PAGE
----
experiencing a lot of pain and stiffness. However you must still continue to exercise your chest,
back and limbs to keep them supple.
• When lying in bed it is important to lie flat on your back. Some time should also be spent lying
on your face (prone position). You could do this for 20 minutes before getting up in the mornings
and for 20 minutes before going to bed at night.
• If you do this regularly it will help prevent your back and hips from becoming bent.
Your Bed
• Your mattress should be firm to prevent any tendency for spinal curvature from developing later.
If you find that it is too yielding you can put a sheet of plywood or chipboard 70 x 150 x 1 cm
between the mattress and the bed frame.
• If you are traveling and find that the bed in the hotel is too soft you could pull the mattress off the
bed onto the floor and sleep on that.
• High chairs with a firm seat and upright firm back are better for keeping the spine in a good
posture. The seat of the chair should not be too long otherwise you will find difficulty positioning
your lower back into the base of the chair back.
• Do not spend time sitting in low soft chairs as they will result in bad posture and increased pain.
At Work
• Pay attention to the position of your back when at work. A job that allows you to change from
sitting to standing and walking from time to time is the most suitable. When seated at a desk or
bench, adjust your seat to the proper height and try to move your back from time to time. The
most unsuitable job is one where you have to stoop or crouch over a bench for long periods.
• If you have physically demanding activities try to have a break before doing other activities at
home or elsewhere. Resting flat for 20 minutes at midday is also helpful. Try also to lie for part of
this time in the prone position.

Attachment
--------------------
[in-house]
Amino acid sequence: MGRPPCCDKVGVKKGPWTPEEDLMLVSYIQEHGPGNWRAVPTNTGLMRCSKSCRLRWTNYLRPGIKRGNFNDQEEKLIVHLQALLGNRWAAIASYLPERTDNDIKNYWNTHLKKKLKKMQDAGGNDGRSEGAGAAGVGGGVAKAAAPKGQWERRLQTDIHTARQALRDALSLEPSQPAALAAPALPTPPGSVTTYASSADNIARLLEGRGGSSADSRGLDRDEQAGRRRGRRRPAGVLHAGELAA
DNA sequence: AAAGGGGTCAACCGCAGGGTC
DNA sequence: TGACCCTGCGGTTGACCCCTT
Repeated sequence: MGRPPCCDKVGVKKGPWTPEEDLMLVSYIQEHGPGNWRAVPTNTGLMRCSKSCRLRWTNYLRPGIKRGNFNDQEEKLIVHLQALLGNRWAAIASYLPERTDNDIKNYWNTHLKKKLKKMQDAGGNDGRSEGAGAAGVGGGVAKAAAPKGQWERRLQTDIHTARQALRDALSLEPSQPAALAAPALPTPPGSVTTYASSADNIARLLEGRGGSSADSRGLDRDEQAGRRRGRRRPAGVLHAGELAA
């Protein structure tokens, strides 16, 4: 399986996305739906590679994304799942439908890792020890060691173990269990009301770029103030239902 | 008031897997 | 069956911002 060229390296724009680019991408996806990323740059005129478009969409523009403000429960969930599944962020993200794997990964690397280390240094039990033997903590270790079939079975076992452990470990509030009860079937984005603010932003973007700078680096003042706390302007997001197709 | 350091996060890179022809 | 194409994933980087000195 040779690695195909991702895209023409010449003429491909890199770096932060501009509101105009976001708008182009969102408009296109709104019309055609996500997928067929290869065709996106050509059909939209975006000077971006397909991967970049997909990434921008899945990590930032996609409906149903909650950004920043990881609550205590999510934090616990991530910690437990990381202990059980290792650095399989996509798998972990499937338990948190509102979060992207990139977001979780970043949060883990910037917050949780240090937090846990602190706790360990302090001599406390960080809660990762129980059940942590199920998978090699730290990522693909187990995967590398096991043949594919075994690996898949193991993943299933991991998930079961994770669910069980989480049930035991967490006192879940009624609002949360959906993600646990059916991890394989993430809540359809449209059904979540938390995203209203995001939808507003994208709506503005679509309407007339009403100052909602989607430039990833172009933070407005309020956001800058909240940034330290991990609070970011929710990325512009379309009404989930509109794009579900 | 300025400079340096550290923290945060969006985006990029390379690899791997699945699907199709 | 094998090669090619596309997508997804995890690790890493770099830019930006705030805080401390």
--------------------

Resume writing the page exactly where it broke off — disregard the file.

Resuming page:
• If you have a job that involves a lot of stooping or back strain talk this over with your doctor. He
may be able to advise you or help you change to more suitable work. Some AS sufferers have
found it useful to show this booklet to their doctors or employers in explaining their needs.
• Your doctor or physiotherapist will suggest a program of exercise to be done every day. This will
help you keep posture and activity as normal as possible. Exercise helps to reduce stiffness and to
strengthen the muscles surrounding the joints.
• If you sometimes feel too stiff and sore to exercise try taking a hot bath or shower to loosen up.
Start the exercises slowly and plan them for times of the day when you are least tired and have
the least pain. This way you will gain the most benefit from your exercises.
Medical Management
• Although there is no cure for AS much can be done to help you to have a normal social and
working life. The doctor aims to relieve pain and stiffness so that you can do exercises to help
prevent deformities and disability. You, your doctor and your physiotherapist all play an active
role in the management of your illness.
• AS tends to settle down as you grow older but you should realise that treatment has to continue,
although you may not have to visit your doctor so frequently.
• Drugs help to relieve pain and stiffness although they cannot cure AS. Your doctor will probably
first prescribe a drug from the class of drugs known as non-steroidal anti-inflammatory drugs
(NSAIDs). Indomethacin is one of the most effective of these drugs. However it can cause
"gastric" symptoms such as indigestion and heartburn especially if taken on an empty stomach.
Some other side effects include dizziness, headache and a "light-headed" feeling.
• There are many other NSAIDs available which may work for you. Talk with your doctor about
how you should take your medications, what side effects they can cause and what to do should
these side effects occur.
• Sulphasalazine (Salazopyrin) is a drug which acts to control disease activity. It is sometimes
prescribed, especially when arthritis of the limb joints is troublesome. It does not relieve pain
immediately and you should continue to take it as prescribed for a period of time to allow it to